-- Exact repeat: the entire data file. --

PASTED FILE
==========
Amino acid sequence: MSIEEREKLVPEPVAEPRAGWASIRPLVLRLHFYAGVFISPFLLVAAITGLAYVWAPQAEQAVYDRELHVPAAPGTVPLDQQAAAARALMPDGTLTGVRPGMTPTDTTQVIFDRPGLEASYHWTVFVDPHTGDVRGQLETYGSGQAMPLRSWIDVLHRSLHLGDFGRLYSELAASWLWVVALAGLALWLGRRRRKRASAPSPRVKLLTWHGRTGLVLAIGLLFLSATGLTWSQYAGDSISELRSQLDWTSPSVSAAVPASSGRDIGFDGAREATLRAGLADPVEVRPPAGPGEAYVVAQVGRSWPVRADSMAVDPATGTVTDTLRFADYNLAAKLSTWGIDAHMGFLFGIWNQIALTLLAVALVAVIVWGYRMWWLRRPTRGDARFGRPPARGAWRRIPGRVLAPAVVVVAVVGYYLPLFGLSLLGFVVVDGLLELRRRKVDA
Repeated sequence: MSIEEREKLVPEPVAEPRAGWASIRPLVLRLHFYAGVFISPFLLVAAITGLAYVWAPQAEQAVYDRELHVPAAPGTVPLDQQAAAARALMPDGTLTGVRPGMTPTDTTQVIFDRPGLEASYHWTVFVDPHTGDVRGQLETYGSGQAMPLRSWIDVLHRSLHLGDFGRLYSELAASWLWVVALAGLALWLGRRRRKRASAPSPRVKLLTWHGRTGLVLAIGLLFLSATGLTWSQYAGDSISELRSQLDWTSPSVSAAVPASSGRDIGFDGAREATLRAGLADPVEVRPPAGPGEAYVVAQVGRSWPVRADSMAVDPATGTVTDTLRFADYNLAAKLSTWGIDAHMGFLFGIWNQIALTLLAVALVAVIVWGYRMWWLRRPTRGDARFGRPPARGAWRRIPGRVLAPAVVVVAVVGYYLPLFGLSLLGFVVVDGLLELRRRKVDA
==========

Amino acid sequence: MSIEEREKLVPEPVAEPRAGWASIRPLVLRLHFYAGVFISPFLLVAAITGLAYVWAPQAEQAVYDRELHVPAAPGTVPLDQQAAAARALMPDGTLTGVRPGMTPTDTTQVIFDRPGLEASYHWTVFVDPHTGDVRGQLETYGSGQAMPLRSWIDVLHRSLHLGDFGRLYSELAASWLWVVALAGLALWLGRRRRKRASAPSPRVKLLTWHGRTGLVLAIGLLFLSATGLTWSQYAGDSISELRSQLDWTSPSVSAAVPASSGRDIGFDGAREATLRAGLADPVEVRPPAGPGEAYVVAQVGRSWPVRADSMAVDPATGTVTDTLRFADYNLAAKLSTWGIDAHMGFLFGIWNQIALTLLAVALVAVIVWGYRMWWLRRPTRGDARFGRPPARGAWRRIPGRVLAPAVVVVAVVGYYLPLFGLSLLGFVVVDGLLELRRRKVDA
Repeated sequence: MSIEEREKLVPEPVAEPRAGWASIRPLVLRLHFYAGVFISPFLLVAAITGLAYVWAPQAEQAVYDRELHVPAAPGTVPLDQQAAAARALMPDGTLTGVRPGMTPTDTTQVIFDRPGLEASYHWTVFVDPHTGDVRGQLETYGSGQAMPLRSWIDVLHRSLHLGDFGRLYSELAASWLWVVALAGLALWLGRRRRKRASAPSPRVKLLTWHGRTGLVLAIGLLFLSATGLTWSQYAGDSISELRSQLDWTSPSVSAAVPASSGRDIGFDGAREATLRAGLADPVEVRPPAGPGEAYVVAQVGRSWPVRADSMAVDPATGTVTDTLRFADYNLAAKLSTWGIDAHMGFLFGIWNQIALTLLAVALVAVIVWGYRMWWLRRPTRGDARFGRPPARGAWRRIPGRVLAPAVVVVAVVGYYLPLFGLSLLGFVVVDGLLELRRRKVDA